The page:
Mitigation of volcanic risks in the district of Alto Selva Alegre
Photo: © INGEMMET
Using knowledge, innovation, and education to build a culture of safety and resilience at all levels
The Peruvian city of Arequipa has experienced rapid urban growth over the last 60 years. In 1940, the city’s population was 112,306. By 2005, it had grown to 862,747 people. The Misti crater is located just 18 km from the center of the city, whose inhabitants are unprepared for a volcanic crisis, and are unaware of the potential volcanic hazards and their impact on the environment. The district of Alto Selva Alegre, where this project is being developed, is one of the districts closest to Misti, located just 15 km from the volcano’s crater. The district has grown at an accelerated rate over the last 20 years, with little planning and without consideration of risk-management criteria, evidenced by the fact that settlements now occupy high-risk areas located in the streams along the sides of the volcano.
In recent years, and in response to a number of natural events that have caused disasters in different parts of the world, the study of geological hazards has become a priority for geological services. These studies constitute a basic foundation for developing emergency plans and land-use planning, and for implementing prevention and mitigation measures. Thanks to the support and philosophy of the Multinational Andean Program–Geosciences for the Andean Communities (MAP-GAC), the Geological, Mineral and Metallurgical Institute of Peru (INGEMMET) began developing the Misti Volcano hazard map in 2005. Later, the Project for Education, Dissemination, and Awareness-Raising about Volcanic Hazards in Alto Selva Alegre, Arequipa began in 2006. A number of institutions are participating in this program, including INGEMMET, the Multinational Andean Project, the local government of Alto Selva Alegre, the local Civil Defense Committee, leaders and residents of the Bella Esperanza and Javier Heraud settlements, the Diego Thomson Educational Institute, the National Civil Defense Institute (INDECI), the Center for Disaster Studies and Prevention (PREDES), the provincial municipality of Arequipa, the regional government of Arequipa, the national police, and representatives of the healthcare sector, among others.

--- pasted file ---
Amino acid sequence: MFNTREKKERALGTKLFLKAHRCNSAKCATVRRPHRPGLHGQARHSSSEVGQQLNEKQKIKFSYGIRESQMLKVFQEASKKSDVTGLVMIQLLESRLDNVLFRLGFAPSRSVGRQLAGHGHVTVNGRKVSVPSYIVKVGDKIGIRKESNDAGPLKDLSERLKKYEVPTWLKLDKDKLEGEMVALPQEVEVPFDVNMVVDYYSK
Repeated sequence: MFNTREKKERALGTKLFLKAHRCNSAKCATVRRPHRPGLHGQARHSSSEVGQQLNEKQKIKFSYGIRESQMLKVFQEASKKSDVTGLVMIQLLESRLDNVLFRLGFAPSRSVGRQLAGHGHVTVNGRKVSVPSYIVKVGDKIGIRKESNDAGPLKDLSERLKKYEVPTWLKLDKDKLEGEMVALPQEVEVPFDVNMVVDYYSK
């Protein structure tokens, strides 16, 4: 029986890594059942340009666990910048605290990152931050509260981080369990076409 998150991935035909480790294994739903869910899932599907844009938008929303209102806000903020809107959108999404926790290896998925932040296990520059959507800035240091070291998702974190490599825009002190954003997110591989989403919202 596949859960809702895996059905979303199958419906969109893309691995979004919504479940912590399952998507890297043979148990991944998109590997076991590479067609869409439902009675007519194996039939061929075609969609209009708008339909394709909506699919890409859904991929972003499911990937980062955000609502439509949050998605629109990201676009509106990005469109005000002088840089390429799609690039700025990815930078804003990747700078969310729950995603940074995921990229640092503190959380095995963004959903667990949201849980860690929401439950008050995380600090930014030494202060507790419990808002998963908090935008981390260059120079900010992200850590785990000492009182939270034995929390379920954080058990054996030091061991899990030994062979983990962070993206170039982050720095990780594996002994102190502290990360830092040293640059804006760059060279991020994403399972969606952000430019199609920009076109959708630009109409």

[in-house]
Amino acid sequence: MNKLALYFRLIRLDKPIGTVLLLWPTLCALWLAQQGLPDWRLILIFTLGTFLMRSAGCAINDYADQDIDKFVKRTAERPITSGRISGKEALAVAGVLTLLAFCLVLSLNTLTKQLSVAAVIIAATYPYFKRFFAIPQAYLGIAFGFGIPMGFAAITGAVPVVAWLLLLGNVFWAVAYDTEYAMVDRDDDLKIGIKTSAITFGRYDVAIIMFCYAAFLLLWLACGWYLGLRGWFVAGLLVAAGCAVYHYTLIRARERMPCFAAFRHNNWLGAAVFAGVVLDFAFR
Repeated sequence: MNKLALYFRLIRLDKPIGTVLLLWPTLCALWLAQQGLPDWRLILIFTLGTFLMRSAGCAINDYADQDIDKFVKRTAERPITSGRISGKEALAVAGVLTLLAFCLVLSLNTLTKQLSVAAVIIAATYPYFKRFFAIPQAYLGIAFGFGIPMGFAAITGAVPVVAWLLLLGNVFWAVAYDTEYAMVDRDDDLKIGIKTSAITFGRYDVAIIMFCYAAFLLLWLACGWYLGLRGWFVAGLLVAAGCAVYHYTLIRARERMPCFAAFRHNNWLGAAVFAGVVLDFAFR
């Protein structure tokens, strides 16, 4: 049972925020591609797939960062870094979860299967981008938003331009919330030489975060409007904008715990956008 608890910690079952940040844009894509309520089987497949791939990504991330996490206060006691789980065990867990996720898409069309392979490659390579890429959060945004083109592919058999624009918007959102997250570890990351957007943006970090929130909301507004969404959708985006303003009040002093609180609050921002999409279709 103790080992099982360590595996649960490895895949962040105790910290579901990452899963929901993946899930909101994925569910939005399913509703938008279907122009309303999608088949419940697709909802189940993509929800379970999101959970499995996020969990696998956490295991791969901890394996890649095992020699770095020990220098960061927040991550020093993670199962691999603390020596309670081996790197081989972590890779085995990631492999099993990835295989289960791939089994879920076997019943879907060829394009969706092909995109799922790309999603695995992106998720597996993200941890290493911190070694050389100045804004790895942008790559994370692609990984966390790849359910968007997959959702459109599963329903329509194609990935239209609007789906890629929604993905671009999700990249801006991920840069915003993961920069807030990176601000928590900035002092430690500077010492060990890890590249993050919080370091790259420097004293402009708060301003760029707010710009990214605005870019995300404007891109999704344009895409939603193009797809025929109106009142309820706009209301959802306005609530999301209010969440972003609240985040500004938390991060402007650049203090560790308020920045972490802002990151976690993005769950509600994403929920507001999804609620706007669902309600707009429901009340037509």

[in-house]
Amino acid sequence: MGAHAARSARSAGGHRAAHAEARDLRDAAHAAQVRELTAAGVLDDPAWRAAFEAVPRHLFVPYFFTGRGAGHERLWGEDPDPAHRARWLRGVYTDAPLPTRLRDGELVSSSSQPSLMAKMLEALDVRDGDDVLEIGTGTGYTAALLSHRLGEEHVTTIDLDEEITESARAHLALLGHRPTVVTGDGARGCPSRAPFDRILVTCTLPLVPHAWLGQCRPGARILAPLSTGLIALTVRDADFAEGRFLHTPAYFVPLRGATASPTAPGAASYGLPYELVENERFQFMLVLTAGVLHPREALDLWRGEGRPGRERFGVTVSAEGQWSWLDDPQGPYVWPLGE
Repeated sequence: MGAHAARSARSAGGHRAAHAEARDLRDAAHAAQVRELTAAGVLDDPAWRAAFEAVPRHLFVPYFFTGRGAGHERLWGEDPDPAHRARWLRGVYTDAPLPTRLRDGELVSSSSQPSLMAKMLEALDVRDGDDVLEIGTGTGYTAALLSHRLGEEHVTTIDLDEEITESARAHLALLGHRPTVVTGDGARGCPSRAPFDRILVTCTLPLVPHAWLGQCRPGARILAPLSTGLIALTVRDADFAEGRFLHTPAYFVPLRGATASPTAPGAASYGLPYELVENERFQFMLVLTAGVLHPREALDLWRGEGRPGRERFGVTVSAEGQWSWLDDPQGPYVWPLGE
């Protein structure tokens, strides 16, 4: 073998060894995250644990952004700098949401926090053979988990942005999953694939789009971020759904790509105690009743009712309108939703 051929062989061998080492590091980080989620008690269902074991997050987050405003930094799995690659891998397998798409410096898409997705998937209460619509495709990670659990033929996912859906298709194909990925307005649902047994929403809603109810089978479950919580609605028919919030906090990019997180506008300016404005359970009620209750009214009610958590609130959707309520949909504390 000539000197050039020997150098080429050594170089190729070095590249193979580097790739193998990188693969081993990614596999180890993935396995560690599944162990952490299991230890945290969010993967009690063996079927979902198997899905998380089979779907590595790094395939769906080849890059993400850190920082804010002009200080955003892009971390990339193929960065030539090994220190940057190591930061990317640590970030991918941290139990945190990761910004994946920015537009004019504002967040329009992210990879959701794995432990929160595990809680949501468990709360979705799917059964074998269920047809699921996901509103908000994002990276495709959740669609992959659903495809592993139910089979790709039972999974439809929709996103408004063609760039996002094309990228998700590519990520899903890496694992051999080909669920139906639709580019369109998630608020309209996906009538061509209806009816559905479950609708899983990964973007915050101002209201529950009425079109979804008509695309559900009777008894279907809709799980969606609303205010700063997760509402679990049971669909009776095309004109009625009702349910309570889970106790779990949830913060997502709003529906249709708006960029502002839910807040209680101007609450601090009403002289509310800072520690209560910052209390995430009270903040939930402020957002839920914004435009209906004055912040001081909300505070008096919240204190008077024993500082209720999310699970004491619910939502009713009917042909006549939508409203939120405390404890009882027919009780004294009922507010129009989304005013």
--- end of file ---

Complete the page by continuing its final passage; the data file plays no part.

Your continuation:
The primary goal of the project is to disseminate and use geo-scientific knowledge, particularly as it relates to volcanic hazards, in development planning, land-use planning, and disaster prevention in the district of Alto Selva Alegre. It aims to promote greater awareness of prevention regarding natural phenomena that generate hazards, and contribute to the implementation of risk mitigation measures.
The Misti Volcano hazard map identified various high-risk places in the urban areas of Arequipa. These areas are located along the Chili River basin and the streams of San Lazaro, Huarangal, and Pastores. The affected districts are mainly Alto Selva Alegre, Miraflores, Mariano Melgar, Paucarpata, and El Cercado.
an effort supported by the passage of a new municipal ordinance in Alto Selva Alegre (201/2007– MDASA) which was actually called upon by the local population. The authorities have defined the limits of the district’s expansion using UTM coordinates, and these limits have been signposted. A local Civil Defense Committee has been set up in the district and is working on emergency and contingency plans in case the Misti Volcano becomes active. In addition, educational materials have been developed with the local population. Recently, illegal squatters have been evicted, in accordance with the municipal ordinance.
Within the education community, in particular at the Diego Thomson School, teachers and students have learned more about the environment in which they live, and now understand that Misti is not a “dead” volcano, a mere local symbol or a tourist attraction as some thought, but that it is an active volcano that could erupt again at any moment. Thus, they have learned about volcanic hazards, prevention-related issues, the civil defense system, rescue techniques, first aid, etc. A number of institutions have participated in these trainings, including the national police and doctors from the district’s health care sector, among others. After these trainings, the students organized and formed the Prevention Club, which supports the project by disseminating what they have learned throughout the district. Two drawing contests demonstrated the students’ level of understanding about volcanic hazards, and shows that these issues are being incorporated in cross-cutting ways into their studies.
- Distribute the hazard map to all public agencies in the city.
- Incorporate the hazard map into the city’s mid-term guiding plan.
- Pass a municipal ordinance for the entire Arequipa metropolitan area, following the example of Alto Selva Alegre.
- Organize drills for volcanic eruptions in Alto Selva Alegre.
- Create a protected area or ecological reserve in the area surrounding the Misti Volcano to ensure it remains off limits to development and settlements.
- Incorporate topics related to volcanic hazards into school curricula.
- Develop contingency plans for the entire Arequipa metropolitan area.
Luisa Macedo1, Jersy Mariño1, Roxana Amache2, Fernando Muñoz3, and Ana Arguedas4
1Geological, Mineral and Metallurgical Institute of Peru (INGEMMET). Av. Canadá 1470, San Borja, Lima, Peru: email@example.com. 2Center for Disaster Studies and Prevention (PREDES). 3 Multinational Andean Program – Geosciences for the Andean Communities (MAP-GAC) 4. National Civil Defense Institute (INDECI), Arequipa.
For further information, please contact:
Luisa Macedo Franco
Bureau of Environmental Geology and Risks, Volcanology Area